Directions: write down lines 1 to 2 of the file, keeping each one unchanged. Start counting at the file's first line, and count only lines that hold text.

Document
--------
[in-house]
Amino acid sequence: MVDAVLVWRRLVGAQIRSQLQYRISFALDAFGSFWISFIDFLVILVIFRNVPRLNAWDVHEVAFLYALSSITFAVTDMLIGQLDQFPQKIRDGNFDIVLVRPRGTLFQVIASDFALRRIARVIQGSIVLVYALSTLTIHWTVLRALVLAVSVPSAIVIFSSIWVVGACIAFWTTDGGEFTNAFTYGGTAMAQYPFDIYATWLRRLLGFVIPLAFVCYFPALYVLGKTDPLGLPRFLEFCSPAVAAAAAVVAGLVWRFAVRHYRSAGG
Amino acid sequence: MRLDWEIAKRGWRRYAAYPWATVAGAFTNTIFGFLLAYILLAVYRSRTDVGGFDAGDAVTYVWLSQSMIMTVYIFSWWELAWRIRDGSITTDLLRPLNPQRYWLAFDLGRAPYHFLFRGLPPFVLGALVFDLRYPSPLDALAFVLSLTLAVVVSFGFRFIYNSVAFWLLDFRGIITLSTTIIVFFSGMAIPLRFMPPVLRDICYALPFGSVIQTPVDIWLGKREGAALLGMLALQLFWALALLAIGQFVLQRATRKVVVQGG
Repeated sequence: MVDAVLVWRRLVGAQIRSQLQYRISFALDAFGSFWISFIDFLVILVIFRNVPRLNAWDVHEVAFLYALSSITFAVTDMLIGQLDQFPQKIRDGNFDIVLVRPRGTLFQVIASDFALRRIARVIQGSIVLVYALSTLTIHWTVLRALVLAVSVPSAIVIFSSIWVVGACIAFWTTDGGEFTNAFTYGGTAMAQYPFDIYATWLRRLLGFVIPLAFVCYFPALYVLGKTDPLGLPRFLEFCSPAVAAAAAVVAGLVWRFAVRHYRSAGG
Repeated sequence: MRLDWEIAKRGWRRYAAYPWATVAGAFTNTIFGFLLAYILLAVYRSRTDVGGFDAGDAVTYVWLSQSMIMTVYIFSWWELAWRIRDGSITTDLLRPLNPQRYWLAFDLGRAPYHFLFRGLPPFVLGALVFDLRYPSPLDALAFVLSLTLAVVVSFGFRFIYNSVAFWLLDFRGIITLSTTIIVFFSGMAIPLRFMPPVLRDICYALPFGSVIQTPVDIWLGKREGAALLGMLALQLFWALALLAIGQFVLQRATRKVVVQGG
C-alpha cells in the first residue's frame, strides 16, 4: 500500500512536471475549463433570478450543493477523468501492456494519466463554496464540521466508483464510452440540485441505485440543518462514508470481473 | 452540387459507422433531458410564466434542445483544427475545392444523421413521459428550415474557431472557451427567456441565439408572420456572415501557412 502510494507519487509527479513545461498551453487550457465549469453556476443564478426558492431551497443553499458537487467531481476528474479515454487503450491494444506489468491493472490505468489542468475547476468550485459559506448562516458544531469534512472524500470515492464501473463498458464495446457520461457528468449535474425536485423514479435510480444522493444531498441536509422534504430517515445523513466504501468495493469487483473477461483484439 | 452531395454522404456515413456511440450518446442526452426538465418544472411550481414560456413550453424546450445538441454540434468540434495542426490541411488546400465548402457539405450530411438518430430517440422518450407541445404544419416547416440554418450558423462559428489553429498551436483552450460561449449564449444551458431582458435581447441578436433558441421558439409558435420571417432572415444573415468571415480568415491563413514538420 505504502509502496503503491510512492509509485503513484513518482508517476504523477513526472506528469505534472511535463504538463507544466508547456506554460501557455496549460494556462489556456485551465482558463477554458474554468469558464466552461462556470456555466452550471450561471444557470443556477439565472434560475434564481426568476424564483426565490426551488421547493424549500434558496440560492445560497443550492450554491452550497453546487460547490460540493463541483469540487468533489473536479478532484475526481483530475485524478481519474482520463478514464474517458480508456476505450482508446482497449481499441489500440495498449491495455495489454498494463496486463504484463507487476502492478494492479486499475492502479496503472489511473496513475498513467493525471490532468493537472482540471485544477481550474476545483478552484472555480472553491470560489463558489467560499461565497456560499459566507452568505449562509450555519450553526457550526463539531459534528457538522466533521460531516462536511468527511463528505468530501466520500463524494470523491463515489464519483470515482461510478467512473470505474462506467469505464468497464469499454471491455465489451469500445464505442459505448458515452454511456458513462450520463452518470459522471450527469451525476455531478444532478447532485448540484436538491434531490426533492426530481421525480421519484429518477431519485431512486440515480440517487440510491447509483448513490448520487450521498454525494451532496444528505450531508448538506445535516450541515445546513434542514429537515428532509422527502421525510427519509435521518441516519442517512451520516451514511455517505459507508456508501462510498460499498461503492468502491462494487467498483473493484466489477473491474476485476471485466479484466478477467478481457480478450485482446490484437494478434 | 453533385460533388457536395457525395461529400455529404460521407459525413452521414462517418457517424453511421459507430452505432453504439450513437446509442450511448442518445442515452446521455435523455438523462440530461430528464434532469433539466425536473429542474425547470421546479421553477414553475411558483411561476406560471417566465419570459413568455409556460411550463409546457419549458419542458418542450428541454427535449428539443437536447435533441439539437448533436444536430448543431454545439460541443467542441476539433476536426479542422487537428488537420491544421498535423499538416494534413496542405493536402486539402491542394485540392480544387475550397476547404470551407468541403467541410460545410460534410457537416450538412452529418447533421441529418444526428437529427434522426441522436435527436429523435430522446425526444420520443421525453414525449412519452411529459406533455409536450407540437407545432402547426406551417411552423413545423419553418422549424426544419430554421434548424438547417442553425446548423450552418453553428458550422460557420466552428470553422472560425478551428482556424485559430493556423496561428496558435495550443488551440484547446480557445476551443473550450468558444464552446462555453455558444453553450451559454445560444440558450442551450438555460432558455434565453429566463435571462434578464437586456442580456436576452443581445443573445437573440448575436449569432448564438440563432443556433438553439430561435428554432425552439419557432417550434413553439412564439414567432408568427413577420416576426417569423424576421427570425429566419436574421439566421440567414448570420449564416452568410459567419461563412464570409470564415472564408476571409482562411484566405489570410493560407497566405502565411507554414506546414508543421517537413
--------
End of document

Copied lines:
[in-house]
Amino acid sequence: MVDAVLVWRRLVGAQIRSQLQYRISFALDAFGSFWISFIDFLVILVIFRNVPRLNAWDVHEVAFLYALSSITFAVTDMLIGQLDQFPQKIRDGNFDIVLVRPRGTLFQVIASDFALRRIARVIQGSIVLVYALSTLTIHWTVLRALVLAVSVPSAIVIFSSIWVVGACIAFWTTDGGEFTNAFTYGGTAMAQYPFDIYATWLRRLLGFVIPLAFVCYFPALYVLGKTDPLGLPRFLEFCSPAVAAAAAVVAGLVWRFAVRHYRSAGG